FC Barcelona midfielder faces €1 million payment over adidas sponsorship agreement

Posted in Football Intellectual property

Author: Jurriaan JansenJasper Geerdes, Sophie Lees, Tom Maturi

In December 2018, FC Barcelona football player Rafael Alcântara do Nascimento, commonly known as Rafinha, was sued by German sportswear company adidas for breach of contract. The case was heard in a district court in Amsterdam last month, as the adidas counterparty that entered into the contract was established there.

Rafinha believed that his sponsorship agreement with adidas, which required him to wear adidas football boots during matches and training and adidas clothing during official media appearances, expired at the end of June last year. Consequently, he sought a clean break from this contract last summer – citing the fact that adidas had not offered him enough support when he suffered serious injuries in 2015 and 2017 respectively – and he has since been wearing Mizuno football boots.  Despite this, adidas contended that the sponsorship agreement allowed the sponsor to unilaterally extend the contract for up to five years if Rafinha failed to respond to requests for such an extension.

Rafinha’s legal team argued during the hearing that adidas had hidden the extension clause in the contract and should have made it more clear to the player that it could add another five years to the existing deal without his consent. Adidas, on the other hand, maintained that Rafinha should pay €100,000 for each day that he had breached the contract since 1 July 2018, which is reportedly in line with the original contract entered into in 2013.

Rafinha rebutted this argument on three grounds. Firstly, Rafinha argued that the clause was voidable as it was a “standard term”, which, under Dutch law, may be voided to protect consumers against unfair contract terms.  The court did not discuss whether Rafinha constituted a “consumer” in this instance and, instead, dismissed Rafinha’s first rebuttal and determined that the clause was not a “standard term”.  The primary reasons for this being that the parties negotiated the litigious clause and that the contact labels it as a “key term”.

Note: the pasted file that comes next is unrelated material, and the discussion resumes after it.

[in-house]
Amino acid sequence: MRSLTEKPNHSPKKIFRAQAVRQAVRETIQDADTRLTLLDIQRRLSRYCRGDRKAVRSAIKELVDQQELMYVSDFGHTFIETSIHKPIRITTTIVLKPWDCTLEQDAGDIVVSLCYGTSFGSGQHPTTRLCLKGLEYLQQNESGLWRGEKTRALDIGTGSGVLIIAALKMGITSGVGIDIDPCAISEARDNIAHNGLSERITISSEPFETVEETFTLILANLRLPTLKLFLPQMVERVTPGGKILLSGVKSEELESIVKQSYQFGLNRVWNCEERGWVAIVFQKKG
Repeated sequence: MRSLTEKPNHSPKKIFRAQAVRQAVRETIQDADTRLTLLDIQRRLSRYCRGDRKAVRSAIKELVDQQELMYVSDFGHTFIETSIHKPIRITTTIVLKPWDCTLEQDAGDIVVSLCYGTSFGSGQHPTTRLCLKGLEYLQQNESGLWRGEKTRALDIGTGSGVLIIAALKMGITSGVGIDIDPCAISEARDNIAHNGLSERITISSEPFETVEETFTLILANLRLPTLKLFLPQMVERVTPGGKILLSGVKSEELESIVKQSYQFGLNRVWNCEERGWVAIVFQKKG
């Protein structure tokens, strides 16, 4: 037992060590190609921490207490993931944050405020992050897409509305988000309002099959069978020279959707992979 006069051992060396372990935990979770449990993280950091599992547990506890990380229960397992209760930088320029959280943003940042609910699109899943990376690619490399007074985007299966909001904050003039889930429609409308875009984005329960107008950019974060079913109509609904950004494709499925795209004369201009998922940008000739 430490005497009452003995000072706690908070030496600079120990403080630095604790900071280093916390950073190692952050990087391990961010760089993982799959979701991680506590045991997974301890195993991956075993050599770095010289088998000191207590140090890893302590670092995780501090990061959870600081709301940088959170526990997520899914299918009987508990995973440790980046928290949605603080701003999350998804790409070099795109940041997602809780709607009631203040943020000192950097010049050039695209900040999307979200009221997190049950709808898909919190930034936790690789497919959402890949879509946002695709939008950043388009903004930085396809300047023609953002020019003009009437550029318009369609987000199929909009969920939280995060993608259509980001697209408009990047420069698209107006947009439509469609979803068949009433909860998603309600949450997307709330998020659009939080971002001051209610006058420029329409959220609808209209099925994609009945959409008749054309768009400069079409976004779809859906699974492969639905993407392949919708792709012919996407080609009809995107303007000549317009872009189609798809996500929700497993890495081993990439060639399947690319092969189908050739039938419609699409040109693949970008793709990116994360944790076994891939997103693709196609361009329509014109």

Secondly, Rafinha argued that the clause was in violation of the standards of reasonableness and fairness. The court, however, did not consider it sufficiently plausible that the relationship between Rafinha and adidas was imbalanced, nor that the litigious clause was unreasonably onerous towards Rafinha, specifically citing the fact that Rafinha received substantial compensation under the contract.

Thirdly, Rafinha argued that the extension clause was drafted in such a way that adidas may have unilaterally extended the term of the contract indefinitely. Under Dutch law, a contract with an indefinite term can, in principle, be terminated early.  However, the court also dismissed this argument, stating that it was not sufficiently clear that the parties’ intention was for the contract to have an indefinite term and that this is unlikely to have been the case given the limited length of professional football players’ careers.

Consequently, on 18 December 2018, the district court in Amsterdam ordered Rafinha to pay to adidas the costs of the proceedings plus a payment of €10,000 for each day that he continued to refuse to honour the contract, up to a maximum of €1 million. The decision is a fresh blow for the FC Barcelona midfielder, who was ruled out for the rest of the season after tearing his anterior cruciate ligament during a 1-1 draw with Atlético Madrid on 24 November 2018.

Rafinha is not the first FC Barcelona star to be involved in a dispute with adidas – in the 1970s, club icon Johan Cruyff demanded that he should not be made to play in an adidas kit for the Netherlands as it could have meant losing his personal sponsorship agreement with Puma. In this instance, the player succeeded and Cruyff was the only Dutch player at the 1974 World Cup to wear an orange jersey with two black stripes on his sleeves, instead of adidas’ trade mark three stripes, where the Netherlands finished as runners-up to West Germany.

We have previously considered some of the risks that may arise with individual endorsement agreements, as well as discussing associated mitigation strategies and best practice tips, in an article in July 2018.  Similarly, in October 2018, we published an article discussing Danish football’s commercial rights dispute, which is a further example of the potential challenges that individual sponsorship agreements can pose.

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